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Single Time Machine Backups

Tired of Time Machine running all the time? You can turn it off in the Time Machine preference pane, but still initiate a single backup by choosing Back Up Now from Time Machine's menu bar icon. Of course, your backup is much less likely to be up to date, but Time Machine won't be taking any resources while you're trying to work.

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Richard Kane

 

 

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Google Chrome for Mac Beta Released

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Google has finally released a beta Mac OS X version of its WebKit-based Internet browser, Google Chrome. Chrome is notable for launching each tab as a separate process, which isolates security breaches, reduces waits from JavaScript hangups, and, in the event of a crash, takes down only that process instead of all open pages in a browser.

To better understand how Chrome differs from other browsers, consider taking a gander at artist Scott McCloud's comic which explains the browser's technical ins-and-outs in everyday language. (To learn more about the comic itself see "Google Explains Its Forthcoming Web Browser with Comics," 1 September 2008).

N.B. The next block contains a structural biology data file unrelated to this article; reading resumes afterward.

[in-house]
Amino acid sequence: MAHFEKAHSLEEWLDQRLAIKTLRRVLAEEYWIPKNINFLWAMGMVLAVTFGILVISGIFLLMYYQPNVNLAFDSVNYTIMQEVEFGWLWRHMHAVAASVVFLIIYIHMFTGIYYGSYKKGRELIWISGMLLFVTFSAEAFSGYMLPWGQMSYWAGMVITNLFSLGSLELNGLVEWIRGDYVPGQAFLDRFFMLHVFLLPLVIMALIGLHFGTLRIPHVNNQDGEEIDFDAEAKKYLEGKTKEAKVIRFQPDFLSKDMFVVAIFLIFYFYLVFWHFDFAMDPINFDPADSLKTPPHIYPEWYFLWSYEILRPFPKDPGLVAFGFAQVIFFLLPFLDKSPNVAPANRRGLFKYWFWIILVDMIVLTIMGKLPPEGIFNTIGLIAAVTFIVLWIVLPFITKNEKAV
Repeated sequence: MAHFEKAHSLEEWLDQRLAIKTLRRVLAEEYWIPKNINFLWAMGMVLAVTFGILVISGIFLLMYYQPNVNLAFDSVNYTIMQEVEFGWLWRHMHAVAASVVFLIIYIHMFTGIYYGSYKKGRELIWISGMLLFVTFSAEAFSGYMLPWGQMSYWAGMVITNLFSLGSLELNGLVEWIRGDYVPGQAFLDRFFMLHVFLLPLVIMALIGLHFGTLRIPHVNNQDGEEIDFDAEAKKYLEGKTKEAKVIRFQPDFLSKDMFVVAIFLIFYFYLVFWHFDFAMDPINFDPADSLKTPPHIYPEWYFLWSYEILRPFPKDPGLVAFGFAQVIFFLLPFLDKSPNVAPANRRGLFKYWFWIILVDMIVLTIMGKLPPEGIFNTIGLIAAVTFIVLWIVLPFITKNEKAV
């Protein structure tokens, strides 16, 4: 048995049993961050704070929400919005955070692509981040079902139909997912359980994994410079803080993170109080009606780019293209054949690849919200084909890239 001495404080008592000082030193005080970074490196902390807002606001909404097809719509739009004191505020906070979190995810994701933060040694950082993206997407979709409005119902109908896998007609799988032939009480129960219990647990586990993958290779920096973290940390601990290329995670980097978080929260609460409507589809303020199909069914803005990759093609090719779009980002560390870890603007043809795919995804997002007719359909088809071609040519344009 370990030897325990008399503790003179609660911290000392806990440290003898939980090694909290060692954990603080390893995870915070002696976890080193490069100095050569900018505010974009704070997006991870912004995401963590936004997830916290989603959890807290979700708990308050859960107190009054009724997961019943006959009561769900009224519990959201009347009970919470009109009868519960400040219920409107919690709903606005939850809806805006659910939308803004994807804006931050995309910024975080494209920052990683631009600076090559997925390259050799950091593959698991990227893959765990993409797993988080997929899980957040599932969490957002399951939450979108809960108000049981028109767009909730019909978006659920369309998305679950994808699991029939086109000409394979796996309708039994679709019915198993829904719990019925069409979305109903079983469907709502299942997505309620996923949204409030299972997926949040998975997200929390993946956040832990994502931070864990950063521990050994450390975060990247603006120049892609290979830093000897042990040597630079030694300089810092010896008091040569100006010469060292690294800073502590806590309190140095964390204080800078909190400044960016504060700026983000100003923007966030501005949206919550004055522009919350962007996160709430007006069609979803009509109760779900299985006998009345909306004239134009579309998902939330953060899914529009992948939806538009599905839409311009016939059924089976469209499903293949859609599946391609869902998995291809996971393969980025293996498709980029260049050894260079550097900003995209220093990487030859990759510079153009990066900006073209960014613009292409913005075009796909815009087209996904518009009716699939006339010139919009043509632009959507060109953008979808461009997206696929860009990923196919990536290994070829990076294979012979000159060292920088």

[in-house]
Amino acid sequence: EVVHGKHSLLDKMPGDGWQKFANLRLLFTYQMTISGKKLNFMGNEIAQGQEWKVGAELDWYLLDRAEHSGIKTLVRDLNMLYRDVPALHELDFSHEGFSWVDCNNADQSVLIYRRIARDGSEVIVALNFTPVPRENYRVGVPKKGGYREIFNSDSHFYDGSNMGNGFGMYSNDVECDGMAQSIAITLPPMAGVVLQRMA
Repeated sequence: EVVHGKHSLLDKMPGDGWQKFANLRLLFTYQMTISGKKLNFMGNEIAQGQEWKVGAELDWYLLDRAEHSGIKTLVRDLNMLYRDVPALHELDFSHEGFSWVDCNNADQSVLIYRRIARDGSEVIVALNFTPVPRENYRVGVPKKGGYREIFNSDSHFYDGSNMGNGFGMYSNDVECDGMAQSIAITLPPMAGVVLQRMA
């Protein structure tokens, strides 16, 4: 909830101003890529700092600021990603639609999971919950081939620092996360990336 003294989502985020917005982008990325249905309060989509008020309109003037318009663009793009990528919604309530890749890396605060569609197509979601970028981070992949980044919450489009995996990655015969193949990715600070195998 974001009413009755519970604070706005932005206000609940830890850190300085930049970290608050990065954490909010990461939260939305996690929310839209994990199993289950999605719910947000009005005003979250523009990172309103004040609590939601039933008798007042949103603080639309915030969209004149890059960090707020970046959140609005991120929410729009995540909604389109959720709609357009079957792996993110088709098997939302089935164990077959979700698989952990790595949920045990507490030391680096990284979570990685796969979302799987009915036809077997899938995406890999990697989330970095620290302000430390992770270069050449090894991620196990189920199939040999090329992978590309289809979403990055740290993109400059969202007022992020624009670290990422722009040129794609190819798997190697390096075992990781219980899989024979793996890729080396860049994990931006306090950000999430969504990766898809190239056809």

Since Chrome was first announced, Apple and the Mozilla Foundation have both released significant improvements to the JavaScript engines that power Safari and Firefox. The speed of JavaScript was lauded at Chrome's launch, because faster JavaScript means smoother interactions with Web-based applications that rely on huge libraries of code that run in the browser.

In the press notes for its browser's launch, Google notes the Chrome development process comprised "73,804 lines of Mac-specific code written; 29 developer builds; 1,177 Mac-specific bugs fixed; 12 external committers and bug editors to the Google Chrome for Mac code base; 48 external code contributors; 64 Mac minis doing continuous builds and tests; 8,760 cups of soft drinks and coffee consumed; and 4,380 frosted mini-wheats eaten." Thank goodness for sugar and caffeine!

Google Chrome for Mac Beta is free and requires Mac OS X 10.5 on an Intel-based Mac. It's available as a 17.6 MB download.

 

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